Abstract [from journal]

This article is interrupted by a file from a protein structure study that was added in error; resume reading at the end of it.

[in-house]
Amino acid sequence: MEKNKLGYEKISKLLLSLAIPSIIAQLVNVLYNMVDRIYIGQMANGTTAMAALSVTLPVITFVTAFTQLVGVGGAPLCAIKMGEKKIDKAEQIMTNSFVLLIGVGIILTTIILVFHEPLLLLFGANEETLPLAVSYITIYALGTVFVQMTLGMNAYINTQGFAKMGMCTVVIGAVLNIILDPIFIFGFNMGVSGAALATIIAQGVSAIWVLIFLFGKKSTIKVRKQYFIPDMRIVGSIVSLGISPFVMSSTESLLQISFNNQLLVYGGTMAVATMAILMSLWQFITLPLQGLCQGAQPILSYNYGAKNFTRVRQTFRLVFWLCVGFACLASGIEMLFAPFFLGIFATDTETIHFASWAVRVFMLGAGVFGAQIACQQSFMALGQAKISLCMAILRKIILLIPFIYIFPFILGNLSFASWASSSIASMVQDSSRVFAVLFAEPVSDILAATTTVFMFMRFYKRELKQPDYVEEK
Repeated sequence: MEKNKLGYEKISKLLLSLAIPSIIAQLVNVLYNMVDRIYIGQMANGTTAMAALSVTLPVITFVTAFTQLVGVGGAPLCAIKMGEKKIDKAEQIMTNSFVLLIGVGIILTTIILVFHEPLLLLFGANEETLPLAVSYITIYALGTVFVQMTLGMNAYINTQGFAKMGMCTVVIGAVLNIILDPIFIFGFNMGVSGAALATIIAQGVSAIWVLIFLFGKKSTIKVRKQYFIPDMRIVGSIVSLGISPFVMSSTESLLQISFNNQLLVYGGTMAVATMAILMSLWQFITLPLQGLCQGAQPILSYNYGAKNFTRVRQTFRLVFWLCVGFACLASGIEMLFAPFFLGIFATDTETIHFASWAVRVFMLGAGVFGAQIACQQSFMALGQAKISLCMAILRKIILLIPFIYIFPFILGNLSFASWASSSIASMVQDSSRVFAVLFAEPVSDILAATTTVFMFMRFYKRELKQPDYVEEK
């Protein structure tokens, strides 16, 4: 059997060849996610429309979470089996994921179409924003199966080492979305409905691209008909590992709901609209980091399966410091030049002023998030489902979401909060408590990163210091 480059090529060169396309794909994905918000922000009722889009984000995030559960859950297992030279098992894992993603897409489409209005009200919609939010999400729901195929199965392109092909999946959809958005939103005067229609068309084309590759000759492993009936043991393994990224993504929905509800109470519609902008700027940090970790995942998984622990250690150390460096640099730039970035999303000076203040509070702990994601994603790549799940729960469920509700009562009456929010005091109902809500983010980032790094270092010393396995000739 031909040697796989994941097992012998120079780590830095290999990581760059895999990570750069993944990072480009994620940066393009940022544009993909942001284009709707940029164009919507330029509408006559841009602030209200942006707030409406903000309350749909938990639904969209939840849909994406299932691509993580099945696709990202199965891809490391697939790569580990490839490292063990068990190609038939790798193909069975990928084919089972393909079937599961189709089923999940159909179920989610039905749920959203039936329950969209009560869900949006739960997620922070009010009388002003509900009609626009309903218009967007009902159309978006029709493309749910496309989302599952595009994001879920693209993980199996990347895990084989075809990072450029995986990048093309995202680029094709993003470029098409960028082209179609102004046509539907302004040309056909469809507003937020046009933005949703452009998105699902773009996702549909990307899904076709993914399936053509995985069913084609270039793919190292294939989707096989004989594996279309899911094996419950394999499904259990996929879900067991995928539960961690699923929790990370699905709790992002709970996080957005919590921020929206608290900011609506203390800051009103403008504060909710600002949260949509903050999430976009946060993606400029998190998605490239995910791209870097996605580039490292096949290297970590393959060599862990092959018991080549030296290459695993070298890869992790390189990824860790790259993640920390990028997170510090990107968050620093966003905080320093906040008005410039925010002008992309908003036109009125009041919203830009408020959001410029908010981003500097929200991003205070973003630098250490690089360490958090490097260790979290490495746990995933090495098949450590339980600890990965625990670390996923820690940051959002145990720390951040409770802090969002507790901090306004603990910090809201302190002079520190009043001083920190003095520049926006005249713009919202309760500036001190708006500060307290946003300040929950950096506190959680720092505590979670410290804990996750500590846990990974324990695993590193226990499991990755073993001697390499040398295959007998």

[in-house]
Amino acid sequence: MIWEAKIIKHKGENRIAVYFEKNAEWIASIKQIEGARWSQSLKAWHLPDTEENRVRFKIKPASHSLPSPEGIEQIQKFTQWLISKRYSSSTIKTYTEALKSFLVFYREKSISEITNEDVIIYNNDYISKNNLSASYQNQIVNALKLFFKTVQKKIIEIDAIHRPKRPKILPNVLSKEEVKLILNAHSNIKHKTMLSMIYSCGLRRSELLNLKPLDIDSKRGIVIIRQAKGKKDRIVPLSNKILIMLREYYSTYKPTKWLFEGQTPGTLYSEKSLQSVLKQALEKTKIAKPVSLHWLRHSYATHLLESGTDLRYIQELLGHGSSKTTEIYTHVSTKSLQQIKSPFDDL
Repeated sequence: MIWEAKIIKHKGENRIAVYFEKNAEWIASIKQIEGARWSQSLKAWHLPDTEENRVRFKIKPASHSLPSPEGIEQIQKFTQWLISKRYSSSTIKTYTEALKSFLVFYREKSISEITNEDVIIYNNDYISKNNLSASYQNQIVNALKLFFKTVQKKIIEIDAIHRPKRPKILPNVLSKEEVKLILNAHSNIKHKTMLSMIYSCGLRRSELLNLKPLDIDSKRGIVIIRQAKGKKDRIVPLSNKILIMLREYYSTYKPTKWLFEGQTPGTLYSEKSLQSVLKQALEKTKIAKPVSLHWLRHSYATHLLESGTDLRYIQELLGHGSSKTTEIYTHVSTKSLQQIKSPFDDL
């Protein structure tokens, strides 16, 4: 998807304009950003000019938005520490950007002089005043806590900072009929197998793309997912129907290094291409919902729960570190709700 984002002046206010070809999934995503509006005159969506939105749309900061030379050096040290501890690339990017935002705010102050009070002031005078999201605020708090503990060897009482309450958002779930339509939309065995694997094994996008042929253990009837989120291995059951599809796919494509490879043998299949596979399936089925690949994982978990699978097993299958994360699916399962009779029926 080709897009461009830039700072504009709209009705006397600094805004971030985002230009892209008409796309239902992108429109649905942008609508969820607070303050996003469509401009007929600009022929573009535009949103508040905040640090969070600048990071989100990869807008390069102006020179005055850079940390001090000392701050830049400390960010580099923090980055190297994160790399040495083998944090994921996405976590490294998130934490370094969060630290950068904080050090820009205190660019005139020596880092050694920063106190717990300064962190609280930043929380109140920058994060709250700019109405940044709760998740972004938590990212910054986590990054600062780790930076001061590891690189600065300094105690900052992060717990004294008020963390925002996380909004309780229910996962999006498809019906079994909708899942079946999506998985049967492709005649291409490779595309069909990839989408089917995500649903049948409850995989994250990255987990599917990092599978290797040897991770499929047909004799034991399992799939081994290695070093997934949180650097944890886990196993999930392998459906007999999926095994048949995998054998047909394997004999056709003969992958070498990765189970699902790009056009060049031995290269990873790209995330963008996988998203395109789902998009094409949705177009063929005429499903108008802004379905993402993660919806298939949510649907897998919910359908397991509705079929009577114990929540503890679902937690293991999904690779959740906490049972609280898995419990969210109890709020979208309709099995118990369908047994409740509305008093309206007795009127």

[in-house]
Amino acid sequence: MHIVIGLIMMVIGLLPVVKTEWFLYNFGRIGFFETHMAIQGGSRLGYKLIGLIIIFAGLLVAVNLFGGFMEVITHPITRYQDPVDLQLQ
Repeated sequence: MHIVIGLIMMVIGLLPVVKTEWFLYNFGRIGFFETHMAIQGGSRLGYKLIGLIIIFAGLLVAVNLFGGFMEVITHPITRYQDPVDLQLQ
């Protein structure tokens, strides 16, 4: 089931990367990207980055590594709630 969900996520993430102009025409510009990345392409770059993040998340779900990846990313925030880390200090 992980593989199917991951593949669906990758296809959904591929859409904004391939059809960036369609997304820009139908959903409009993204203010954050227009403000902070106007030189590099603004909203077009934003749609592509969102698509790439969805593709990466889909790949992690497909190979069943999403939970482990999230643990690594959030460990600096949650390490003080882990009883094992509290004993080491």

Background. Patients may find clinical prediction models more useful if those models accounted for preferences for false-positive and false-negative predictive errors and for other model characteristics. Methods. We conducted a discrete choice experiment to compare preferences for characteristics of a hypothetical mortality prediction model among community-dwelling patients with chronic lung disease recruited from 3 clinics in Philadelphia. This design was chosen to allow us to quantify "exchange rates" between different characteristics of a prediction model. We provided previously validated educational modules to explain model attributes of sensitivity, specificity, confidence intervals (CI), and time horizons. Patients reported their interest in using prediction models themselves or having their physicians use them. Patients then chose between 2 hypothetical prediction models each containing varying levels of the 4 attributes across 12 tasks. Results. We completed interviews with 200 patients, among whom 95% correctly chose a strictly dominant model in an internal validity check. Patients' interest in predictive information was high for use by themselves (n = 169, 85%) and by their physicians (n = 184, 92%). Interest in maximizing sensitivity and specificity were similar (0.88 percentage points of specificity equivalent to 1 point of sensitivity, 95% CI 0.72 to 1.05). Patients were willing to accept a reduction of 6.10 months (95% CI 3.66 to 8.54) in the predictive time horizon for a 1% increase in specificity. Discussion. Patients with chronic lung disease can articulate their preferences for the characteristics of hypothetical mortality prediction models and are highly interested in using such models as part of their care. Just as clinical care should become more patient centered, so should the characteristics of predictive models used to guide that care.